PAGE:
By Herndon Graddick and Lee Hirsch
Originally published on Advocate.com October 19 2012 4:00 AM ET
Thirteen million young Americans will be bullied in school this year alone. Three million kids will skip school, each and every month, because they feel unsafe.
Our communities are filled with young people whose dreams and futures are being crushed by the devastating impact of emotional and physical torment.
Bullying. A national crisis that demands fierce and urgent action.
In response, we all must work together to reach those young people who are victims of this crisis, and those who can stand up and make a positive difference in their lives.
October marks both National Bullying Prevention and LGBT History months; a time when we are all called to action to speak out against bullying and show support foryoung people.
Perceived difference often triggers bullying incidents, and thus the bullying crisis powerfully impacts LGBT young people. Eight out of 10 LGBT young people experience harassment while at school, according to GLSEN; with nearly 65% of those kids also reporting that they feel unsafe there. And often, even for kids who aren’t LGBT, gay slurs are the first line of attack. Many of these kids are too embarrassed or ashamed to report the harassment they undergo.
The struggle of gay youth in America is an important part of the film Bully. Since premiering at the 2011 Tribeca Film Festival, Bully has sparked a national conversation about bullying, and whole communities have come together to engage in meaningful dialogue about solutions. The Bully Project, the social movement inspired by the film, launched the “1 Million Kids” campaign, which has engaged and empowered more then 200,000 students and 7,500 educators in 122 American cities through screenings of Bully within an educational framework.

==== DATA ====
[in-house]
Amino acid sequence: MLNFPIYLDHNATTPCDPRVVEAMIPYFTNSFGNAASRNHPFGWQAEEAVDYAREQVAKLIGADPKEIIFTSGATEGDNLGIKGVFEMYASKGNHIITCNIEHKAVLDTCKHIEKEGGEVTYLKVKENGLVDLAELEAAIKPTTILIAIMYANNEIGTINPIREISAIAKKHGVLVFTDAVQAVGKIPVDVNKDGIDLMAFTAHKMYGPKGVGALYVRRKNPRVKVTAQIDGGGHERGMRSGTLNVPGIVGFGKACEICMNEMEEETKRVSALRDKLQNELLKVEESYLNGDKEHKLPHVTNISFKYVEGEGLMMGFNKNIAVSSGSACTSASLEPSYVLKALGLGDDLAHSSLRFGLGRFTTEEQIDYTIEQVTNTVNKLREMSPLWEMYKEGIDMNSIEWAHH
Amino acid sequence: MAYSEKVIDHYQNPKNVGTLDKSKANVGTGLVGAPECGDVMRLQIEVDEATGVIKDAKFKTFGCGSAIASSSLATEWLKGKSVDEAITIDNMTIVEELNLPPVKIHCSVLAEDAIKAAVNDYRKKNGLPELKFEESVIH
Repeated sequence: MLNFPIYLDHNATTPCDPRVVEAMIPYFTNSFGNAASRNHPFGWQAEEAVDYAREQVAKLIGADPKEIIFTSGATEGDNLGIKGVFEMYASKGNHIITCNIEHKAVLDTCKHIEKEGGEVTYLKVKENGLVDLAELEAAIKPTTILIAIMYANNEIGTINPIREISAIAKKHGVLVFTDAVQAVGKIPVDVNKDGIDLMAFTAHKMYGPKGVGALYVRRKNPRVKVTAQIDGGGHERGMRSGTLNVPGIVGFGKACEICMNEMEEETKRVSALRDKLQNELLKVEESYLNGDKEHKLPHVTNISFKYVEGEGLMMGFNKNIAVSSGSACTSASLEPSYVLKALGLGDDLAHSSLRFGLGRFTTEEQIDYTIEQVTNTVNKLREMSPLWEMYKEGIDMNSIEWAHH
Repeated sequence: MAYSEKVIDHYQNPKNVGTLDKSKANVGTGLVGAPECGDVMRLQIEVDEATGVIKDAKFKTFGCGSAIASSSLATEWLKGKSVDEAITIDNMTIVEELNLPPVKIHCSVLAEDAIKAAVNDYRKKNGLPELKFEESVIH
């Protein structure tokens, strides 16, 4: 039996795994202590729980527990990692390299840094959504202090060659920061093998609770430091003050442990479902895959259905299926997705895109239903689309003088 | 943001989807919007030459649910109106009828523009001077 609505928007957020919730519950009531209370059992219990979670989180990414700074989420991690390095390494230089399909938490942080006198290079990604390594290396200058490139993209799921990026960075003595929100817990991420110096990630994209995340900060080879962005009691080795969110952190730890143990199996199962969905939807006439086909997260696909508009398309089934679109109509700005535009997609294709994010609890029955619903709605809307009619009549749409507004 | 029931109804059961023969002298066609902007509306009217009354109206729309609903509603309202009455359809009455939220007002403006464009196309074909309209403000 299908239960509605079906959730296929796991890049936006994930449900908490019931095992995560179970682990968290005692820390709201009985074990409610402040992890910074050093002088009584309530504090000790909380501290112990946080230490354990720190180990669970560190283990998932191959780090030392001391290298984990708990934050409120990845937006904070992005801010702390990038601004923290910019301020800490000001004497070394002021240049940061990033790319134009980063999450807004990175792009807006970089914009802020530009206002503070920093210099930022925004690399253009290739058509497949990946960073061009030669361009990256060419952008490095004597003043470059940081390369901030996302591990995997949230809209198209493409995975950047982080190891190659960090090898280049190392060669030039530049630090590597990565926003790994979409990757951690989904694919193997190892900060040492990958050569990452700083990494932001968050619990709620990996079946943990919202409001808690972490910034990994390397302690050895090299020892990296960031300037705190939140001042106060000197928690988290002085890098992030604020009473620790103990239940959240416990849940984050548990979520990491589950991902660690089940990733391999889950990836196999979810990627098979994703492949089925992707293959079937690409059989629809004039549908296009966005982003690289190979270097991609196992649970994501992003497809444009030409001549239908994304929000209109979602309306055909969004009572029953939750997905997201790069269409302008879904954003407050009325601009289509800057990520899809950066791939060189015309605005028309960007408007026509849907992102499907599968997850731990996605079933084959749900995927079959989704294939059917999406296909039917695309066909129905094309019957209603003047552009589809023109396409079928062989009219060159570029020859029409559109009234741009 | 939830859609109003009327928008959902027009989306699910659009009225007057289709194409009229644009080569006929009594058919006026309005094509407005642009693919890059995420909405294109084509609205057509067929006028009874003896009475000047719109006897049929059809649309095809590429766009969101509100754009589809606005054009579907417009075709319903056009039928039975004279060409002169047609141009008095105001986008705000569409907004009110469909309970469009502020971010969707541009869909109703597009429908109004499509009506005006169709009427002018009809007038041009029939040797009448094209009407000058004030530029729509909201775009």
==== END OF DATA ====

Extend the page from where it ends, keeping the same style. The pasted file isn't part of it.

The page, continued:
The film looks at five families on the front lines against bullying. Among them is the story of 16-year-old Tuttle, Okla., student Kelby, whose battle—an echo of so many like her—is navigating her small hometown as an openly gay teen. At one point, Kelby recounts how she was run-down by a minivan in a shocking act of anti-gay violence. Kelby also reveals she’s attempted suicide three times.
Kelby’s heart and bravery in the face of such trauma is a lodestar for all, inspiring us to seize the moment, guiding us to create real change that stops bullying in its tracks.
Today, The Bully Project—the film’s social action campaign—will join GLAAD and millions of others for Spirit Day, a day of action to support thebullying prevention movement in North America. Alongside celebrities, TV shows, companies, schools, and individuals, the groups will wear purple on October 19 in a stunning visual display of support for gay youth and in a show of solidarity against bullying.
Kids across the country will emerge to a sea of purple on Spirit Day, surrounded by the support of teachers, parents, peers, and even strangers – millions of whom will quite literally be wearing messages of acceptance. That day, countlessyoung people won’t have to wonder who’s on their side; they’ll simply see it. They’ll know that their community will stand beside them.
Though small it may seem, Spirit Day makes an impact in a big way. And, it comes at a time when stories like Kelby’s are all too common.
We must all take part in this urgent mission to create schools and communitieswhere respect and empathy are championed, where every child can thrive.